NEWS
May 21, 2002
TO UNDERSTAND President Bush's unwavering allegiance to the U.S. trade embargo against Cuba, Americans need only know his dinner plans last night. After giving anti-Havana speeches in Washington and Miami yesterday, Mr. Bush was to attend a private dinner at the Miami home of a prominent Cuban-American developer. A dinner invitation could be got for a reported $25,000 donation to the Florida Republican Party, money likely to help Florida Gov. Jeb Bush in his re-election bid. The power of the Cuban-American vote in South Florida - a deciding factor in the president's Florida victory in the contested 2000 election - has become a primary consideration in formulating U.S. foreign policy in Cuba.
NEWS
May 21, 2002
TO UNDERSTAND President Bush's unwavering allegiance to the U.S. trade embargo against Cuba, Americans need only know his dinner plans last night. After giving anti-Havana speeches in Washington and Miami yesterday, Mr. Bush was to attend a private dinner at the Miami home of a prominent Cuban-American developer. A dinner invitation could be got for a reported $25,000 donation to the Florida Republican Party, money likely to help Florida Gov. Jeb Bush in his re-election bid. The power of the Cuban-American vote in South Florida - a deciding factor in the president's Florida victory in the contested 2000 election - has become a primary consideration in formulating U.S. foreign policy in Cuba.
NEWS
By NEW YORK TIMES NEWS SERVICE | May 18, 2002
HAVANA, Cuba - As the Bush administration prepares to announce a more aggressive policy on Cuba, former President Jimmy Carter strongly warned that such a move would be counterproductive. Carter said yesterday that the Cuban dissidents he met with on Thursday "expressed deep concerns" that aid from the United States would help President Fidel Castro dismiss their efforts as illegitimate. President Bush is expected to announce on Monday the results of a policy review on Cuba, which could suggest helping dissidents, human rights advocates and independent journalists.
NEWS
May 10, 2002
THE AXIS OF EVIL has been expanded by a factor of one wily Cuban dictator. That's the latest on terrorism from the Bush administration. In an address this week to the Heritage Foundation, John R. Bolton, the undersecretary of state for arms control and international security, accused Cuba of sharing its biotechnology capabilities with "rogue" states for possibly nefarious uses. He offered nothing substantive to support his contention and neither did the State Department. How convenient that the Bush administration sounds the terrorism alarm the week before former President Jimmy Carter travels to Havana on a humanitarian mission.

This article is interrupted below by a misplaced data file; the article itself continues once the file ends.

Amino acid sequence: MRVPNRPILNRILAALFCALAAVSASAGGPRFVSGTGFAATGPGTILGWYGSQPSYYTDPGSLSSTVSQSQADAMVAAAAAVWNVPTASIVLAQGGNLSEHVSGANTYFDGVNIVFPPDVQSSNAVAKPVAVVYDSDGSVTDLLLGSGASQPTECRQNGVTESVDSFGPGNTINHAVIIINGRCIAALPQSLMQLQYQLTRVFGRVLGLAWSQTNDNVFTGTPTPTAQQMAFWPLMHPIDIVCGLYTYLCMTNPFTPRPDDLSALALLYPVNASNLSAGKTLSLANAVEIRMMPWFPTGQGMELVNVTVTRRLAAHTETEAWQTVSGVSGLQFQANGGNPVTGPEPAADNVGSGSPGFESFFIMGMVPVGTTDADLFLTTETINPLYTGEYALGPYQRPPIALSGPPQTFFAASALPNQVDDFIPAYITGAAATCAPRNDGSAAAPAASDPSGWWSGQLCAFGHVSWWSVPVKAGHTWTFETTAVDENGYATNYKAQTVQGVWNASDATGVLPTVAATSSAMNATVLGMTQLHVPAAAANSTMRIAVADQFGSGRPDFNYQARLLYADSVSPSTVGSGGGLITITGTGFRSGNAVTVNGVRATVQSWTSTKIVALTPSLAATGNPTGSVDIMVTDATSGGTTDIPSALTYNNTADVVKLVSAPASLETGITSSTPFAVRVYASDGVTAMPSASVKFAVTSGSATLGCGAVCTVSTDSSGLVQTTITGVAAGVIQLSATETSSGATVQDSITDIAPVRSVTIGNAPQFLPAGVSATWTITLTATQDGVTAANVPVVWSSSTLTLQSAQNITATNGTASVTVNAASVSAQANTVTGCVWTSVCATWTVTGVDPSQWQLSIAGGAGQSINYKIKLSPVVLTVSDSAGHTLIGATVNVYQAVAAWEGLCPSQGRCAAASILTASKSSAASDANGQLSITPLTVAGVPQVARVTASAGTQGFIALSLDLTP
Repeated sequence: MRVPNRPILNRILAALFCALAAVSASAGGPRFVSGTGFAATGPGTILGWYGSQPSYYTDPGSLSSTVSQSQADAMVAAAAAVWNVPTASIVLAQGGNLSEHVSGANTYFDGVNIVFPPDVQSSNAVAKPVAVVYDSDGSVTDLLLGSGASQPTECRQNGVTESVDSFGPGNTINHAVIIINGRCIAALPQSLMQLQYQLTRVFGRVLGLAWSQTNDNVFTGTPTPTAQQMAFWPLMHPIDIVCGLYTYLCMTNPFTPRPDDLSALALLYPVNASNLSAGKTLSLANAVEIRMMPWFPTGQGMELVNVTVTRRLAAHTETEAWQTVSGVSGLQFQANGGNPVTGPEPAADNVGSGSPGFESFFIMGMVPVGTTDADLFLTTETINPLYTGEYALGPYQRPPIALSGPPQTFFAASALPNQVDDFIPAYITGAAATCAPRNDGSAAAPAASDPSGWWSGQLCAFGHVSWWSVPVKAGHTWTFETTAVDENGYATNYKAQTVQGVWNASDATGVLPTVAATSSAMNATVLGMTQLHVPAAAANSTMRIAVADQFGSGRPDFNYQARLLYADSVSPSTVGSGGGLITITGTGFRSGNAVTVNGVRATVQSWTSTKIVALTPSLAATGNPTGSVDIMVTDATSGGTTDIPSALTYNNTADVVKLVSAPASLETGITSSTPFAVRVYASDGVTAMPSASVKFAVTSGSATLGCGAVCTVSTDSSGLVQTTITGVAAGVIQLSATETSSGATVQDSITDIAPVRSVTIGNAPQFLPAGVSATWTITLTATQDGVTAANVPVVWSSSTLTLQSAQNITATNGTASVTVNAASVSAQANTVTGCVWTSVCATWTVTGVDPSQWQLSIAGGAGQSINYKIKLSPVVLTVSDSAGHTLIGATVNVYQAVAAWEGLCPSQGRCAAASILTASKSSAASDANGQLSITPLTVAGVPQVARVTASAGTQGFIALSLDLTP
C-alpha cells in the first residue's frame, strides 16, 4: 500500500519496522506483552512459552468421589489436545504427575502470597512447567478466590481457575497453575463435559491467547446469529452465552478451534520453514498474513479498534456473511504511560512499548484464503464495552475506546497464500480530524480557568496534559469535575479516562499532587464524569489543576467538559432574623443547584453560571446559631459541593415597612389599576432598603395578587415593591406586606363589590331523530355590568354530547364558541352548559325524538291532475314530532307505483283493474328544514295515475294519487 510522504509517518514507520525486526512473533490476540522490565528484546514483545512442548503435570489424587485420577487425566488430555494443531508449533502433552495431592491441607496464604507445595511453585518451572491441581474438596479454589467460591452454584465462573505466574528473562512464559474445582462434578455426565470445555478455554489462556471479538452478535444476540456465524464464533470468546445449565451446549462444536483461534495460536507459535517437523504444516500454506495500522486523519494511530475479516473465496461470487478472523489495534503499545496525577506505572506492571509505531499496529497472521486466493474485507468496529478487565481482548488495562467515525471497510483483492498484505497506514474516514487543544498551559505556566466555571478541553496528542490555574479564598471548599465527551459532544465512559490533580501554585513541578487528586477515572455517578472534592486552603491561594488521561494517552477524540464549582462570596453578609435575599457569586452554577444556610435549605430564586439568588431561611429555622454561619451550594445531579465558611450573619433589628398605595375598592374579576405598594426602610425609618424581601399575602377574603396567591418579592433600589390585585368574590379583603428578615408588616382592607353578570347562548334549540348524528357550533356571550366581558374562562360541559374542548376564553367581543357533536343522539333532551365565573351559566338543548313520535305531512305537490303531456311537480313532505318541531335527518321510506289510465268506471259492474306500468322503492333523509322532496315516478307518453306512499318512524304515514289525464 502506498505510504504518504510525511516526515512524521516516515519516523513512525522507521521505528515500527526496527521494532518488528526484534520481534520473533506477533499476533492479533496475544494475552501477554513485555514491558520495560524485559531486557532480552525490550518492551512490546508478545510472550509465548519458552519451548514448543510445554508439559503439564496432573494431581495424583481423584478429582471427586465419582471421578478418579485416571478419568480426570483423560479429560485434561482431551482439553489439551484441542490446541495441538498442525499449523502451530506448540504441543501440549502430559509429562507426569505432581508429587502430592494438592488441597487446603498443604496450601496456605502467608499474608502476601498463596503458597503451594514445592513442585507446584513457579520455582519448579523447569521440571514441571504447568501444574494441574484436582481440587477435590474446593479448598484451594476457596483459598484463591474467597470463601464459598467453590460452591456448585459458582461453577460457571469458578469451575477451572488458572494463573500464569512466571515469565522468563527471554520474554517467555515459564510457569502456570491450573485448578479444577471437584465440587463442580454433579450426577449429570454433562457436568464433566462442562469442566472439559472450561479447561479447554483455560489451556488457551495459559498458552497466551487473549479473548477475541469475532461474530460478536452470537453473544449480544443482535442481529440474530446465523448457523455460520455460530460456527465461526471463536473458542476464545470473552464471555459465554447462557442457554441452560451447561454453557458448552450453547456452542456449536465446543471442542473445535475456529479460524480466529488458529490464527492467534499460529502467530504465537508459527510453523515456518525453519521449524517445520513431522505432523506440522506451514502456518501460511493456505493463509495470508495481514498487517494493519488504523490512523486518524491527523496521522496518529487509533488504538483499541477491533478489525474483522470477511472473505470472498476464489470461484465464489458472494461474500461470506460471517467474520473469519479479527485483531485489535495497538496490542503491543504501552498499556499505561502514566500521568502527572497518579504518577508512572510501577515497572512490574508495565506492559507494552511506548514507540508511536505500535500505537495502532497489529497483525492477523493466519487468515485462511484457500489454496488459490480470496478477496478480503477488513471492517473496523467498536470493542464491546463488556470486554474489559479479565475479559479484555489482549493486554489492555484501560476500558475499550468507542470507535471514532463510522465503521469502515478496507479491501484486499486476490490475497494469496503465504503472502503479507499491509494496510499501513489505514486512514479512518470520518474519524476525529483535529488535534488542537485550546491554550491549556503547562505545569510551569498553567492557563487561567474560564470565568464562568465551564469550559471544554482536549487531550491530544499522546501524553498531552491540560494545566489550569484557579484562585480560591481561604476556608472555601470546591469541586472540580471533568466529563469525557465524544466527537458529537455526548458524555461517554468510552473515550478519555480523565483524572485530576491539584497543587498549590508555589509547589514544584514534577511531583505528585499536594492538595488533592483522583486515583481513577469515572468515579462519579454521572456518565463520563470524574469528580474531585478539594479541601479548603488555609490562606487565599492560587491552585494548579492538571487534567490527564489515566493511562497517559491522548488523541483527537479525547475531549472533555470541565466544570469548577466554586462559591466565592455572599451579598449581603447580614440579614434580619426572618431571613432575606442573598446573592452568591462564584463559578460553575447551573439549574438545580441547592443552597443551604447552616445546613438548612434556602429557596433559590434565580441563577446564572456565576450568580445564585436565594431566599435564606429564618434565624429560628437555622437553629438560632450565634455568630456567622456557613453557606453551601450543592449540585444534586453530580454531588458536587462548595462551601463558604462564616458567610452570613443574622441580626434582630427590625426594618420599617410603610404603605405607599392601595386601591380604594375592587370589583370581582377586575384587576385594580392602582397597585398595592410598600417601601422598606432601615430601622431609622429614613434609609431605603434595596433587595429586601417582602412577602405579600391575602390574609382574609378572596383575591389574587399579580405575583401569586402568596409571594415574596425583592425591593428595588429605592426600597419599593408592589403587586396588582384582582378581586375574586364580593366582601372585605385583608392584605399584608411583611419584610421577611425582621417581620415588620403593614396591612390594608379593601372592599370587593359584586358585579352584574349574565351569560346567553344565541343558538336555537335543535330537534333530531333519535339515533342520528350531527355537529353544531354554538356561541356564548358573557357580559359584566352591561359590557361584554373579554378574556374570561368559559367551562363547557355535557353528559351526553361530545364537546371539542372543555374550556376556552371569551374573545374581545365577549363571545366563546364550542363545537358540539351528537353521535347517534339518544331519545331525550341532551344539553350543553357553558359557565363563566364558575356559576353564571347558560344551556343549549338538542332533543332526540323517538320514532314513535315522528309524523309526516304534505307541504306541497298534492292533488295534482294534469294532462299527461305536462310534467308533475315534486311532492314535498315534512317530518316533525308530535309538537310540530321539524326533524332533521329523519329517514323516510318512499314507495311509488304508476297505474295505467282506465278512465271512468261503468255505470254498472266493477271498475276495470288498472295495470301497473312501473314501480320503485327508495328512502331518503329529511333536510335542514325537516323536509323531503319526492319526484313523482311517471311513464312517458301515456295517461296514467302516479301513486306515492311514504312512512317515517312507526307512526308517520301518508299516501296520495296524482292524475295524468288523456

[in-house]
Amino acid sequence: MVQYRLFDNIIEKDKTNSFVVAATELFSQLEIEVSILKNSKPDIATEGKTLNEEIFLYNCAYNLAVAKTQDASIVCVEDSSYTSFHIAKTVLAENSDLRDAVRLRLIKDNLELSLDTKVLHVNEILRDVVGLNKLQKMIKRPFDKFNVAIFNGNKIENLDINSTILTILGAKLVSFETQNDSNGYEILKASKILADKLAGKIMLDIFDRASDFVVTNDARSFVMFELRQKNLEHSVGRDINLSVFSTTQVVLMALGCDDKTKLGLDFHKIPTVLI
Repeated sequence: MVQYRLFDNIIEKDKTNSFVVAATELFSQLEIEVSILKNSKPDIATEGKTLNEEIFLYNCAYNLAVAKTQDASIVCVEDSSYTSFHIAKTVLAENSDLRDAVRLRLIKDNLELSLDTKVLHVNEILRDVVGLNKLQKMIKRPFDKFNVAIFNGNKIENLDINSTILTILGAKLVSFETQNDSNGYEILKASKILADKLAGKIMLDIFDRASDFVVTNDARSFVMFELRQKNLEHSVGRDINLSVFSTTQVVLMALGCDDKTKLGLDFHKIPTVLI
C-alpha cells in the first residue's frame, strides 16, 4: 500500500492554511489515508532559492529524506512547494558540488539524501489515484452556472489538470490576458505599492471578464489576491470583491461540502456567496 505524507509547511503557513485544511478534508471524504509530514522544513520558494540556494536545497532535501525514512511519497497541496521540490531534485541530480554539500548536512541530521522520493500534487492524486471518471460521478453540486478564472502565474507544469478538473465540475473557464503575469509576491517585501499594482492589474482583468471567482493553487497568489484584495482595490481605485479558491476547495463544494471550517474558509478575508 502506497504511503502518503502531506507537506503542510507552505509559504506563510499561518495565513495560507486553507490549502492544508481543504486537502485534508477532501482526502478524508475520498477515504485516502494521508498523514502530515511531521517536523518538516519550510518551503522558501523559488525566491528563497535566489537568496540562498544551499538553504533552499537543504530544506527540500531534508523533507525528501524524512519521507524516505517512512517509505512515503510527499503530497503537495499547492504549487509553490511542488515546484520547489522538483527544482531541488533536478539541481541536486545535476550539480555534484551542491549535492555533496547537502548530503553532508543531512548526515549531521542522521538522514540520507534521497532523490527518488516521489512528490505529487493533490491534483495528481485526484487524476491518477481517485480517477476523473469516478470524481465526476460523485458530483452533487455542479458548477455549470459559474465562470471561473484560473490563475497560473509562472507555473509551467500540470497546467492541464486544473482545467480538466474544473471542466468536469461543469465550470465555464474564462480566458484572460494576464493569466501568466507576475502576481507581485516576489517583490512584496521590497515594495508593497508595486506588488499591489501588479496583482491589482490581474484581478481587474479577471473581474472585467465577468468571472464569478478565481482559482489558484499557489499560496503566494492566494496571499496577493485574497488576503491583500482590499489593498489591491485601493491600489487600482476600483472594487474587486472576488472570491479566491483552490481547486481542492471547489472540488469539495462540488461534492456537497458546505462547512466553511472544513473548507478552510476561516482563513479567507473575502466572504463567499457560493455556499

NEWS
By Brian Alexander | January 2, 2002
WASHINGTON - When ships loaded with American agricultural products pulled into Havana harbor recently, it marked the first sale of U.S. farm goods to Cuba in four decades. The sales, which will total an estimated $30 million, are perhaps the most important commercial event since the United States imposed the trade embargo on Cuba. Under a law passed in 2000, the U.S. embargo permits sales of agricultural products to Cuba but forbids U.S. financing of such sales. Frustrated by this unusual prohibition, Fidel Castro declared that Cuba would not buy "a single grain of rice" from the United States.
NEWS
By David Sirota | April 30, 2001
WASHINGTON -- When President Bush was asked to defend his support for free trade at the Quebec summit, he said simply, "Trade is very important to this hemisphere. Trade not only helps spread prosperity but trade helps spread freedom." For the big-money interests who have pushed free trade so vehemently, Mr. Bush's comments were a comforting balance of altruism, patriotism and pro-business rhetoric. But for the rest of us, they were a troubling portrait of the contradictions, inadequacies and ulterior motives of a detrimental trade policy that corporate America wants rammed down our throats.
NEWS
By Gail Gibson and Gail Gibson,SUN STAFF | October 21, 2000
An Iranian-born businessman admitted yesterday that he tried to ship sophisticated scientific equipment from Maryland to Iran in violation of a U.S. trade embargo - a transaction that was ultimately blocked by an undercover sting operation. Mohammad R. Ehsan, 50, pleaded guilty in federal court in Baltimore to a charge of making a false statement to customs officials. His business, P&M Trading Inc., based in California, pleaded guilty to violating the trade restrictions. U.S. District Judge William M. Nickerson sentenced Ehsan to one year of probation and fined him $5,000.
NEWS
By New York Times News Service | September 9, 1994
UNITED NATIONS -- Western diplomats say that President Slobodan Milosevic of Serbia has accepted a compromise plan for monitoring the trade embargo he has imposed on the Bosnian Serbs.In return, the diplomats told the New York Times yesterday, the Security Council will move to ease sanctions on his country as early as next week.The United States, Britain, France, Germany, and Russia -- the "contact group" of countries trying to make peace in Bosnia -- had announced that if the Serbs agreed to allow international observers to watch their borders, the economic embargo against Serbia would be progressively relaxed.
NEWS
January 6, 1999
IF the Baltimore Orioles can play exhibition games with Cuba's national team in Havana and Orioles Park this March, the world will be, if only marginally, a better place.The carefully hedged initiatives toward loosening relations with Cuba announced by the White House yesterday are welcome, but do not go far enough.Especially welcome is the permission for the Baltimore Orioles to send a mission to Havana to explore the possibility of games.Baseball could do for Cuban-American relations what Ping-Pong diplomacy did in paving the way for the Nixon administration's opening to China in the 1970s.